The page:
These are early reports of preliminary findings:

Area of SW Florida. 40 colored dots are observation locations

Plastic package with sand sample. Label shows observation number. Photograph shows pack placed over actual size image for scale.

These images are copied from the database and show a typical costal observation point.

Wide view of beach

Close proximity to beach

One meter square observation area

Photomicrographs show images of observation samples viewed with 5x magnification.


Dark field direct illumination

Transilluminated polarized light

Sand sample stored in plastic bag. Label number attached. Photographed against background scale. Photographed. Portion of sample examined microscopically. Sample filed.

The Costal shore was examined grossly with findings and comments gathered by the application then uploaded to the database. The gross examination was gathered visually and tactilely from he beach. Additionally, near adjacent findings were recorded such as larger objects, proximity to landmarks, level and proximity to the shore, vital or devital, time and date, identity of plants and animals and any other significant details. All of these details were captured photographically and by sampling.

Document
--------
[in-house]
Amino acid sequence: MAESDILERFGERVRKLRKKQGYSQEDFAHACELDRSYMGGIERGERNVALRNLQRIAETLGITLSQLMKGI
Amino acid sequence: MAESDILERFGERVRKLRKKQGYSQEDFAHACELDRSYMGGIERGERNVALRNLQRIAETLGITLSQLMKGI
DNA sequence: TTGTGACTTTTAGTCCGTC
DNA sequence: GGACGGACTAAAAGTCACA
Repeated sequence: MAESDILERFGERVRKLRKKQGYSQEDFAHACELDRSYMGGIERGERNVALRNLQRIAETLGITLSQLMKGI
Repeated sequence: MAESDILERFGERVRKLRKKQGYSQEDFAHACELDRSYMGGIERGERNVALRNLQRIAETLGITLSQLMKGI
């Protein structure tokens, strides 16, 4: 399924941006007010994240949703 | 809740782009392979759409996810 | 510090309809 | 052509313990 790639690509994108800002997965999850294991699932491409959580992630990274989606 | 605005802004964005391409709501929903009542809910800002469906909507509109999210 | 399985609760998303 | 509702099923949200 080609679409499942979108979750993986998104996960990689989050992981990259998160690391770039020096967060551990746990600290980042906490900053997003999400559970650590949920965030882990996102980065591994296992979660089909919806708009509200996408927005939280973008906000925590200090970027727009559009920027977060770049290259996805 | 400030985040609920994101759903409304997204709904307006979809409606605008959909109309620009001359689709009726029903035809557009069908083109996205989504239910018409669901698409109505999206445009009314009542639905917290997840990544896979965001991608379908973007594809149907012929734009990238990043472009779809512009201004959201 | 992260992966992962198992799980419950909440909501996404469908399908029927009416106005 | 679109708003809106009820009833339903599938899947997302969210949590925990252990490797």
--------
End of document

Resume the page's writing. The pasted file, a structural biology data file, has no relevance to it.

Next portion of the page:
Details and data from the observations are available at the site epicollect5 . The site provides maps, data files and graphic files.

The data was filtered and statistically summed and averaged using MS Excel spread sheet. Correlations were not made because there is relatively little data.

Here are some of the findings. Please understand that the sample size is small. Reported results are not definitive.

Gross examination

  • Observations were made in daylight hours
  • Tides were generally rising on all observations
  • 95% of the costal areas were sandy beaches
  • 30% of the beaches were remediated with imported sand after storm Ian
  • 5% was the average beach profile
  • Life forms were concentrated along the water line and dune/upland areas

Close examination (Typical)

  • Sand particle size was ❤ mm
  • All beaches had 30% to 100% quartz
  • Most beach sand was an aggregate of quartz and shell or reef fragments